HomeThe MarketSEMA sees emerging trends in classic car hobby

SEMA sees emerging trends in classic car hobby

Newer vehicles, younger buyers coming into their own


“Classic Cars, Modern Markets” is the name of a special 42-page market-research report from SEMA, which notes that it has revised its definition of “classic” to include vehicles produced through the 1980s, a 16-year expansion.

“Wow, are ’80s cars really classics?” the report asks. “Yes, every car from that decade is more than 30 years old now. When many of us look back to our first cars, it wasn’t a ‘60s muscle car. It was a hand-me-down from the ‘70s, ‘80s or even ‘90s. These emerging classics are now sparking those nostalgic feelings among people looking to recapture a piece of their youth.”

In addition to those recapturing part of their youth, owners of classic cars include those still young. 

“We also have a new generation of classic vehicle owners, who can be at times very different from the customers we’re used to,” the report notes. “Having grown up with the internet, they are more than comfortable going online to learn the skills they need to work on their classic, shop for parts, and connect with other classic vehicle enthusiasts. 

“But they share the same passion for older vehicles that we often see in classic vehicle owners, and often come into the hobby through parents or friends.”

The following are some of the highlights of the report:

How many are there?

SEMA estimates that there are 9.4 million classic vehicles on the road, 3.5 million pre-1970, 1.8 million from the ‘70s and 4.1 million from the ‘80s.

“While early ’70s and older vehicles are the traditional heart of the classic vehicle market, their growing scarcity and price is pushing people toward newer, more accessible vehicles,” according to the report. “Millennials may find themselves priced out of owning a tri-five but able to get their hands on a (Mustang) Fox body.”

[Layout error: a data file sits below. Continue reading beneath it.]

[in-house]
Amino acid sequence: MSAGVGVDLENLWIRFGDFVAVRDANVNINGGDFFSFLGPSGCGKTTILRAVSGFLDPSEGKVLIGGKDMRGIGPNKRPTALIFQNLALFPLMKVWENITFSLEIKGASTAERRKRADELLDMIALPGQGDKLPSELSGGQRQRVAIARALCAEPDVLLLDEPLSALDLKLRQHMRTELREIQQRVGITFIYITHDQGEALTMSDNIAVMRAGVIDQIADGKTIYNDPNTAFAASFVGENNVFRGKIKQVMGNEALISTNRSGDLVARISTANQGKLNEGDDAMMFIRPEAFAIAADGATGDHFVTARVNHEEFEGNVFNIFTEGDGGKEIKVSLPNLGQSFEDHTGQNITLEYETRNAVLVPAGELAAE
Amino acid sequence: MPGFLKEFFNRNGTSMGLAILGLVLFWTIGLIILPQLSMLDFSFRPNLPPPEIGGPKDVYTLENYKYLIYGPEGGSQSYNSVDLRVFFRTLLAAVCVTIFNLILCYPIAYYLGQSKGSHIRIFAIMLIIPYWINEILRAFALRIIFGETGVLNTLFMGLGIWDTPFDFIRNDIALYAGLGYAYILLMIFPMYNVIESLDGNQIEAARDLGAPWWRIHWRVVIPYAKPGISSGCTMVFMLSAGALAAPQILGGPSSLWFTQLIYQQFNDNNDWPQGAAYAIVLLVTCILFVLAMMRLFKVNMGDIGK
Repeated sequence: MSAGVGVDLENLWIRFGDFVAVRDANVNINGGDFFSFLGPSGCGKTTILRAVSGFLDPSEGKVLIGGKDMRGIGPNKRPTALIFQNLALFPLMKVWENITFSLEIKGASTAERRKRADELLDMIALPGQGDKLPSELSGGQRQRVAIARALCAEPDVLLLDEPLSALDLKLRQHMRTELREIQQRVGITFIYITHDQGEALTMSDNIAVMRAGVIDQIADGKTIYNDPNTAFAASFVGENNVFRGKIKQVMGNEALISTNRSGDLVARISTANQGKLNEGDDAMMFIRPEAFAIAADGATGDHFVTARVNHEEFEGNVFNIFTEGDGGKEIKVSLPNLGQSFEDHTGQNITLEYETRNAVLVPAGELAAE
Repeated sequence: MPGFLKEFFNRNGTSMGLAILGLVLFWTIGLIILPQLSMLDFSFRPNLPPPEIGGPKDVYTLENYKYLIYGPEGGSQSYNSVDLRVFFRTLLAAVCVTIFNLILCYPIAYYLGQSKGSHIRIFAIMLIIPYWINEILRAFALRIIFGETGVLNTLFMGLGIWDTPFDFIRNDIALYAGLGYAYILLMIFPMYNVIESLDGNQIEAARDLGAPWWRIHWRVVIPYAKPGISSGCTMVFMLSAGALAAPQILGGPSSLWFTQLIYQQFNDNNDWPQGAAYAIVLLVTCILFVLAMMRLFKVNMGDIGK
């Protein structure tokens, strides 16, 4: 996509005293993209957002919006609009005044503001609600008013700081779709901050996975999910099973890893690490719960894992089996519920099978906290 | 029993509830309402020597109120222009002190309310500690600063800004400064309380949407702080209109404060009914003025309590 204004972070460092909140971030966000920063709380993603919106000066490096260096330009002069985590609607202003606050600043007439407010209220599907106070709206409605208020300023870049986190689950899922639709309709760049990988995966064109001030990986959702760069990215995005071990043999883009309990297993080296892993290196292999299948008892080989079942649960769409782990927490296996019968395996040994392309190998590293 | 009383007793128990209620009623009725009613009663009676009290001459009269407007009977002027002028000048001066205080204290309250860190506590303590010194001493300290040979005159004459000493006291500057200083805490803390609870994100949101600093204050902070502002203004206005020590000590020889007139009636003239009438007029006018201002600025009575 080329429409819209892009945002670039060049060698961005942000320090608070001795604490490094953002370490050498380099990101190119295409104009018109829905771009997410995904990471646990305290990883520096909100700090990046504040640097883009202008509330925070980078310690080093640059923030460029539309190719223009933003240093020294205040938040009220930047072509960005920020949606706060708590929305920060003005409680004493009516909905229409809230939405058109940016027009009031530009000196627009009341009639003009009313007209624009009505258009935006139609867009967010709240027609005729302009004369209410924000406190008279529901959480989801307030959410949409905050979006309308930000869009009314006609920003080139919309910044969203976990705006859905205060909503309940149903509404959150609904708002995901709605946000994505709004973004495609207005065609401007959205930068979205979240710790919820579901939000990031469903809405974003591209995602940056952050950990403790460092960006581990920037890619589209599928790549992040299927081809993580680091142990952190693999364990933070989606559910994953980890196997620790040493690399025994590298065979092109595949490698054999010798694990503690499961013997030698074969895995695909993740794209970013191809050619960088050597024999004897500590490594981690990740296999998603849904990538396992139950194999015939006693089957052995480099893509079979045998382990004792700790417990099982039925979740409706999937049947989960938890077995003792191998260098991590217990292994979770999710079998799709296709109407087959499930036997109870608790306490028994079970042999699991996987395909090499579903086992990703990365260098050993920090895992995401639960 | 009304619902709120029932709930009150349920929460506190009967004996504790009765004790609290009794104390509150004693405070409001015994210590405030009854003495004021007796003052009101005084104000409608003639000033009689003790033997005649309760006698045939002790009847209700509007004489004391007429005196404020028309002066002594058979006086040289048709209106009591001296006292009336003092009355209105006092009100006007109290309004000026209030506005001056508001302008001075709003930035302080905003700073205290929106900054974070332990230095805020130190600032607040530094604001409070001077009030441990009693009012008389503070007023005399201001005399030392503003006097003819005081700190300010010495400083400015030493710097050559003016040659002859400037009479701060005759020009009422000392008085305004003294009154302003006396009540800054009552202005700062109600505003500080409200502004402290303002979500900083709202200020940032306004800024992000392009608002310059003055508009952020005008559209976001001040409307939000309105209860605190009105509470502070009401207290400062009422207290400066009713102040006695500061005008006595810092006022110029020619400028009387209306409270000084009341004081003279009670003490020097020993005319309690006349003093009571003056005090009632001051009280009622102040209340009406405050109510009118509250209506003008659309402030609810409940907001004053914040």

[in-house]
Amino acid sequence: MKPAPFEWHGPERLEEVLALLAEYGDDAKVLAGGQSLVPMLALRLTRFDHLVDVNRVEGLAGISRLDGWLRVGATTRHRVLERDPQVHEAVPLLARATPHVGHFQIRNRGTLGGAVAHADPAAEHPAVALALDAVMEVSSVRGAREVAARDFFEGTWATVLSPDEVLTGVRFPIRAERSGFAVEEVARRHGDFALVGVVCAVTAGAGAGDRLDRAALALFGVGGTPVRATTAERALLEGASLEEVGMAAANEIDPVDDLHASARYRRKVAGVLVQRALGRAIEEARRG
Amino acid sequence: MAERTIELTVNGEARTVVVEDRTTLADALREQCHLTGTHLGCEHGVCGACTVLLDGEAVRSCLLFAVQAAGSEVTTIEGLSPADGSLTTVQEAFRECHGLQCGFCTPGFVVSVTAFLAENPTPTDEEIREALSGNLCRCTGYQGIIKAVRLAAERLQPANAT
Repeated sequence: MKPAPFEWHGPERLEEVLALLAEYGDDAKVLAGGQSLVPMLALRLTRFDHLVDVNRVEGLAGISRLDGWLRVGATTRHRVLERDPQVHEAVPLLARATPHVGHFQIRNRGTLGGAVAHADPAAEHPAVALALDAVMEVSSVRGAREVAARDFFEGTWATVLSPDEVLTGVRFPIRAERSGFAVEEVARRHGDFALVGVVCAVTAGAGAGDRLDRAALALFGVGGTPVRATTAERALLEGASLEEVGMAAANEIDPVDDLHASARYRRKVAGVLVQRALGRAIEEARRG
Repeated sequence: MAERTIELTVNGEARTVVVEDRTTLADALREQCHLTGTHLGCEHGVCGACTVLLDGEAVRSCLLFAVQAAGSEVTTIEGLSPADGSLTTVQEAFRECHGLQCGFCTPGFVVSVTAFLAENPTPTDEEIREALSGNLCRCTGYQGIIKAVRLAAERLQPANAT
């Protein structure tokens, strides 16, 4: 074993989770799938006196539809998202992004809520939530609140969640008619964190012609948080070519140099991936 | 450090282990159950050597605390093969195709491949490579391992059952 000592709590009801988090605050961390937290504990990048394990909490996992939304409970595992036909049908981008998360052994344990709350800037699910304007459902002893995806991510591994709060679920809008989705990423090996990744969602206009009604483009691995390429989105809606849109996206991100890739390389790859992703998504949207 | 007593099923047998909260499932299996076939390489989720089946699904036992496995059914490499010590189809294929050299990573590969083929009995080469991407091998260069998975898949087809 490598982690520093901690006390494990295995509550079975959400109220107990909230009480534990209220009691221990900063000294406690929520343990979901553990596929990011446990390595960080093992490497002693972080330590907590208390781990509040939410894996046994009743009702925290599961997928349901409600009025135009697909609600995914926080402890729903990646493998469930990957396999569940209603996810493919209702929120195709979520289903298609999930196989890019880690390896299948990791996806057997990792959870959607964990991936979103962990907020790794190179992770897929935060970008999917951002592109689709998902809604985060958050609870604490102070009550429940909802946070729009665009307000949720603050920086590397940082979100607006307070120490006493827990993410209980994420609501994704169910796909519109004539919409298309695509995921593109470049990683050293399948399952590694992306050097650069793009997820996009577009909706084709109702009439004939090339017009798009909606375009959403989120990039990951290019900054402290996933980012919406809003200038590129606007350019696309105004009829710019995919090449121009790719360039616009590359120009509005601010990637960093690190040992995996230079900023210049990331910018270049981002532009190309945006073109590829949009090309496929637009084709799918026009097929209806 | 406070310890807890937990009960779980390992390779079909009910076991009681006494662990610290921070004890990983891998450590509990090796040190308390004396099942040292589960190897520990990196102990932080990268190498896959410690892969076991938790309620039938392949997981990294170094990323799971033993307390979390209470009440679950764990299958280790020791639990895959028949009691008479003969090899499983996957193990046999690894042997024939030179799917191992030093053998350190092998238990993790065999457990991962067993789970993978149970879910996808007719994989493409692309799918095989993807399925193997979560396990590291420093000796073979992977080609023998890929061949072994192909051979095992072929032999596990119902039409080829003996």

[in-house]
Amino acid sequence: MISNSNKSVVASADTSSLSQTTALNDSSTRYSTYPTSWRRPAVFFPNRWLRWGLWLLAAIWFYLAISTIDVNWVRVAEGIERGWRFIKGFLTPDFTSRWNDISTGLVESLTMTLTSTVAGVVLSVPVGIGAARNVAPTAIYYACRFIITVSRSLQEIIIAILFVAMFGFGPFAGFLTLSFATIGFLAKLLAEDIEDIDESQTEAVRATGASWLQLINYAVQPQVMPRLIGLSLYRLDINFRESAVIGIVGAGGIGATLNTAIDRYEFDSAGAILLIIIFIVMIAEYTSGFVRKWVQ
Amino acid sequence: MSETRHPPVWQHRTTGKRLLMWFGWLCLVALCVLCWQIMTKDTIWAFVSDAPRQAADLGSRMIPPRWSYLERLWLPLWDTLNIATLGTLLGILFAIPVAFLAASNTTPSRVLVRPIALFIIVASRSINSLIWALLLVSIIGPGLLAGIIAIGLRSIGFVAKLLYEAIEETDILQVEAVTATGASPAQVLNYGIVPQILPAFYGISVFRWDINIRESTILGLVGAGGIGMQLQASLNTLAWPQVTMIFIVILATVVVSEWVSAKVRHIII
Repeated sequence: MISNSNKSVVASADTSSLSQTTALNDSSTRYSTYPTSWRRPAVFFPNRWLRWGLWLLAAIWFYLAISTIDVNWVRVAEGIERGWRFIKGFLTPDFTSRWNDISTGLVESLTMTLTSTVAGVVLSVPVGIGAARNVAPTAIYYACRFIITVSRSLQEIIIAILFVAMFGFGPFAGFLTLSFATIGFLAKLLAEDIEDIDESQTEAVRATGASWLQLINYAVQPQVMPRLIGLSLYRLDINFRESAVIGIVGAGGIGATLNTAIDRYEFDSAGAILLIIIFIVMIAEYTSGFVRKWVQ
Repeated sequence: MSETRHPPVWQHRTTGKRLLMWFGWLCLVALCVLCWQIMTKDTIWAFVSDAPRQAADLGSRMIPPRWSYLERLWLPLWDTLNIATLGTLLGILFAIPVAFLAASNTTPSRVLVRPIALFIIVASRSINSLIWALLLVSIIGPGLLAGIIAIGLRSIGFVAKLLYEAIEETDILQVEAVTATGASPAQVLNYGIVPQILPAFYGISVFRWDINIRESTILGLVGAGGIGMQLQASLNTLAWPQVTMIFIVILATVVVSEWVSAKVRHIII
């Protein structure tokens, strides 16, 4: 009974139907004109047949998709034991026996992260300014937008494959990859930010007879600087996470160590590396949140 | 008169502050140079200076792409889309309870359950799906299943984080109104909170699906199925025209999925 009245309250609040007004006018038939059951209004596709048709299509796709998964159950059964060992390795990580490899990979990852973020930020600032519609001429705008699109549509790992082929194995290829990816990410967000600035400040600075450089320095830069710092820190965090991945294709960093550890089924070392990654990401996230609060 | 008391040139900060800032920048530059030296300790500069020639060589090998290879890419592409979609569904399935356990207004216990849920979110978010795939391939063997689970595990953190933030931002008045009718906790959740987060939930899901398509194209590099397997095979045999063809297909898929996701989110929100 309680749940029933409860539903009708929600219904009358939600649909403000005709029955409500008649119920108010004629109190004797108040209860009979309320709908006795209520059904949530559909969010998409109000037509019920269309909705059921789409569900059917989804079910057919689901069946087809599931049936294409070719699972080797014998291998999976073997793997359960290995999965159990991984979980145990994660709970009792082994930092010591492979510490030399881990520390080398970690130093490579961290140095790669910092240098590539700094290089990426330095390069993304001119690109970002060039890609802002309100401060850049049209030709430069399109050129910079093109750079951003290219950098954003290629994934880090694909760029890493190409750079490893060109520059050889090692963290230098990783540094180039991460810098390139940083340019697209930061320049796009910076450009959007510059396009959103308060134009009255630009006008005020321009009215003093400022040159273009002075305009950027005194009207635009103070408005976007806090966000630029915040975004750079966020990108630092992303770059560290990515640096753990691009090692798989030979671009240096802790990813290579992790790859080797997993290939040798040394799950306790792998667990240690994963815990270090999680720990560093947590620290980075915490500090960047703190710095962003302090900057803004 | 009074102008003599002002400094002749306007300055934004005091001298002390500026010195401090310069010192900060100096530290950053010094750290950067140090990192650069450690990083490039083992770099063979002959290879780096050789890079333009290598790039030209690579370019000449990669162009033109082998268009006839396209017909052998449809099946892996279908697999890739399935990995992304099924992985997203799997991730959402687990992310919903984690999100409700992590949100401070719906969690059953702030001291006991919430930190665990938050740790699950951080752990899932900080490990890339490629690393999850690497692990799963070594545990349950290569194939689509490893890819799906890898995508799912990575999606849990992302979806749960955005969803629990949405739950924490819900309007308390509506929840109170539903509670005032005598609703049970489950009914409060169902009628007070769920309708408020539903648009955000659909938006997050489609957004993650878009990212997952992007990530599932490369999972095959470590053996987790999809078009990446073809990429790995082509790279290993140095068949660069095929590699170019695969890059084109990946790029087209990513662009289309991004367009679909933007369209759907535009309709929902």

Collection or one-off?

“It is rare for individuals to own more than one classic vehicle at a time,” the report adds, reporting that 88 percent of classic owners have only one vehicle that meets the definition. “More often it is a prized possession that is held onto for as long as possible.”

It also reports that 30 percent of classic vehicles are in better condition than when they were purchased, 52 percent are in the same condition and only 18 percent are in worse condition.

Ownership for 20 years or longer represents 38 percent of classic vehicles, with 73 percent of the vehicles owned by the same person for at least 5 years. 

Private sale or auction?

Of all classics, 32 percent were obtained from a friend or relative, 27 percent from a dealership, 14 percent from online listings and another 10 percent from a private party. Of those ages 45 or older, 44 percent got their car through a friend or relative, and 51 percent in that group show their vehicles through social media outlets.

Online auctions account for 5 percent of purchases and in-person auctions for 3 percent. 

All other sources, including salvage yards and swap meets, account for 9 percent of purchases.

As is or restore?

Among owners, 29 percent want their car restored to factory condition, 26 desire a resto-mod update with the original appearance but modern mechanicals, 7 percent go full custom or hot-rod, and 37 percent are happy just to keep their classic in running, driver condition. 

However, the shops that work on classic cars report that only 20 percent of their business is restoration, while 30 percent involves custom or hot rod builds and 50 percent is meeting the demands of the resto-mod market, which is still growing.

Larry Edsall
Larry Edsall
A former daily newspaper sports editor, Larry Edsall spent a dozen years as an editor at AutoWeek magazine before making the transition to writing for the web and becoming the author of more than 15 automotive books. In addition to being founding editor at ClassicCars.com, Larry has written for The New York Times and The Detroit News and was an adjunct honors professor at the Walter Cronkite School of Journalism and Mass Communication at Arizona State University.


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